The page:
Within a short period of time, we quickly went from banding 20-30 birds a day, to processing 70-100 birds daily. However, with recent hot weather (temps in the 80’s over the past week) our numbers have dropped back down to about 40-50 birds daily. By the end of this week, with temps cooling down and winds coming out of the north, we should really start to see some good numbers as we head into the heaviest part of migration. Our warbler count is up to 24 species now and we have begun to see more diversity in migrants. But the largest bumps in numbers have come from Swainson’s Thrush and Blackpoll Warbler (two of our most dominant fall species), catching (so far) anywhere from 15-40 of each species a day.
At this point, Baltimore Orioles and most of the flycatchers have completely left the area, and even though they SHOULD be gone, we have caught a few late Prothonotary Warblers. Along with new thrushes and warblers coming in, we have also banded a few Ruby-crowned Kinglets and a (gorgeous) White-throated Sparrow, and have heard Golden-crowned Kinglet and Red-breasted Nuthatch in the station (sure signs of fall). There have also been a few great surprise captures over the past couple of weeks including a hatching-year (HY) male Golden-winged Warbler.
While the mist net mesh size we use is suited best for smaller passerines, we do on occasion catch larger birds (if we can get to them fast enough before they bounce out of the net). Case in point, we were at the nets just at the right time to capture an HY female Cooper’s Hawk this past week.
Aging accipiters is pretty straightforward. A yellow eye, brown back, and white chest with vertical brown streaks distinguish this bird as an HY (versus a red eye, blue-gray back, and horizontal orange streaking in an adult). While there is some overlap in measurements between the sexes, determining female from male is also pretty easy, with females being significantly larger than males (this female weighed in at 457 grams).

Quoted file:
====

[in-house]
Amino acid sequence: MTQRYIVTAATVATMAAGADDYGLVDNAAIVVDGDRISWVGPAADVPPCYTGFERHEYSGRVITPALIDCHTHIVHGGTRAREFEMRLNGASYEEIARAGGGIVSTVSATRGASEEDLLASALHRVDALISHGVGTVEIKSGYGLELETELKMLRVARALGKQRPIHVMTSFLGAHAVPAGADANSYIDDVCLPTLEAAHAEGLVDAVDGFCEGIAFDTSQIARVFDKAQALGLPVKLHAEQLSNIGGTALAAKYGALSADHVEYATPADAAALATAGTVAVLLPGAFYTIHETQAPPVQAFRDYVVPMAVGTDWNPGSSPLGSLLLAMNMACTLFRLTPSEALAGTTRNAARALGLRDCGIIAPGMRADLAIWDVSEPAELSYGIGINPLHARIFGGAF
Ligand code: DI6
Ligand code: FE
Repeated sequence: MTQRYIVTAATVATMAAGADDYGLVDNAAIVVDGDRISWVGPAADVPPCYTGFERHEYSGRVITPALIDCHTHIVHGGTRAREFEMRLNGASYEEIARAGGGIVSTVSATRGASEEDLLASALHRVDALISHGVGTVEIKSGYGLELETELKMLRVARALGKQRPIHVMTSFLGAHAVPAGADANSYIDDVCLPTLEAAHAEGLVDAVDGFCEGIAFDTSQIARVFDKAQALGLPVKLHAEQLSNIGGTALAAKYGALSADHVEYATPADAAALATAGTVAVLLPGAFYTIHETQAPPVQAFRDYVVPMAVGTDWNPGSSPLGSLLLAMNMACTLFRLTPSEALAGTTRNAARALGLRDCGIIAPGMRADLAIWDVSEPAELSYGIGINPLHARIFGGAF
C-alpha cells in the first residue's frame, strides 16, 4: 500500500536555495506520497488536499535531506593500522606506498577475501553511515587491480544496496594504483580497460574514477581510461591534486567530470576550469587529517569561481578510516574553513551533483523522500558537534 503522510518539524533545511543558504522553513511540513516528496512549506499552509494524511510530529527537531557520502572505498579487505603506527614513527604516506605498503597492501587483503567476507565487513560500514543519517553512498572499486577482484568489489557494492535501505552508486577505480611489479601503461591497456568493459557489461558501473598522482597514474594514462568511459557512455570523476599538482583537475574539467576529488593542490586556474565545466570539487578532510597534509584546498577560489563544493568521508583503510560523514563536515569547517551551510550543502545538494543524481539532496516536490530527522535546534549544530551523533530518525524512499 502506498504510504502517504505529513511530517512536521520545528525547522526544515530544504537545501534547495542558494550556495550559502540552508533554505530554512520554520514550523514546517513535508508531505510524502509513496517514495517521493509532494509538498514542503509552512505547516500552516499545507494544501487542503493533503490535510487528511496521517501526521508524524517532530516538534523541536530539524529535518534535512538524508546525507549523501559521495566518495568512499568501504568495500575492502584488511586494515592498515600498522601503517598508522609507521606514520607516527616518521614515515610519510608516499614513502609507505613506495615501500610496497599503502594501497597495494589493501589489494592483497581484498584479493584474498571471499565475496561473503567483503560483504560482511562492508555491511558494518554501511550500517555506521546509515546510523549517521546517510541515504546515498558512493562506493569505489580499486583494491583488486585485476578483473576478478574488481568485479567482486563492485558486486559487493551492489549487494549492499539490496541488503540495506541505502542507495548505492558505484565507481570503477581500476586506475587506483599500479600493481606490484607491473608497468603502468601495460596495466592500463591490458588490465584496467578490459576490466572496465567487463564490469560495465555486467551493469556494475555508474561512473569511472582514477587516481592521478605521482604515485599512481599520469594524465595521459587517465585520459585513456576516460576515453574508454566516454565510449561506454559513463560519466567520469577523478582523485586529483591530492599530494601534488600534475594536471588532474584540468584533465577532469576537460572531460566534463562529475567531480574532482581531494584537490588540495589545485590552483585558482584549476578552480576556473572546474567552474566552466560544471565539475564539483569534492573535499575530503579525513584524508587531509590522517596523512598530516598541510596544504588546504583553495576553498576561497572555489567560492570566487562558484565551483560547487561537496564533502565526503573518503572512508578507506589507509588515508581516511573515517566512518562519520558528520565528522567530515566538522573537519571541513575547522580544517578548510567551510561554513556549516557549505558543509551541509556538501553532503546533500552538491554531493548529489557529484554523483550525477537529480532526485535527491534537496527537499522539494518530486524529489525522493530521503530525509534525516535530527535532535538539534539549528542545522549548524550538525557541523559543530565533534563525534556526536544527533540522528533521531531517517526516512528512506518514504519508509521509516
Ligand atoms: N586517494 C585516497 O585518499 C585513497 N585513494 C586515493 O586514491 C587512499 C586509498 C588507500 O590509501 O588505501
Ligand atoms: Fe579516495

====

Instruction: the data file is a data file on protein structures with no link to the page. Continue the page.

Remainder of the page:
Not necessarily a surprise capture (as we banded a significant amount of them) Magnolia Warbler is a great starter species for learning how to age and sex other Setophaga warblers. First, look for a molt limit in the wing to age the bird. In the bird pictured on the left, there is an obvious difference between the retained narrow, brown-gray juvenal primary coverts (p-covs) and alula, and the newer, black greater coverts (gr-covs); making this bird an HY. The
after-hatching-year (AHY)(adult) bird pictured on the right lacks a molt limit, showing similarly colored gr-covs and alula feathers, and wide, dark gray p-covs. Also note the AHY's wide, truncate tail feathers compared to the HY's relatively narrow tail feathers in the lower middle picture.
After age is determined, figuring out the sex pretty much comes down to three things: streaks, upertail coverts, and white in the tail. Even in both age groups (HY and AHY), males will typically show more of each of these features than females (ie. more prominent black streaks on the sides, breast, and back, more black in the upertail coverts, and more white in the tail). Looking at our two birds, you can see that the sides have distinct black streaks (especially on the AHY), the upertail coverts are overwhelmingly black, and there are large, similarly sized spots of white throughout the tail feathers (except the center two). Also note the AHY why has some flecks of black in the face. Combined, these three features confidently make the right HY and left AHY both males.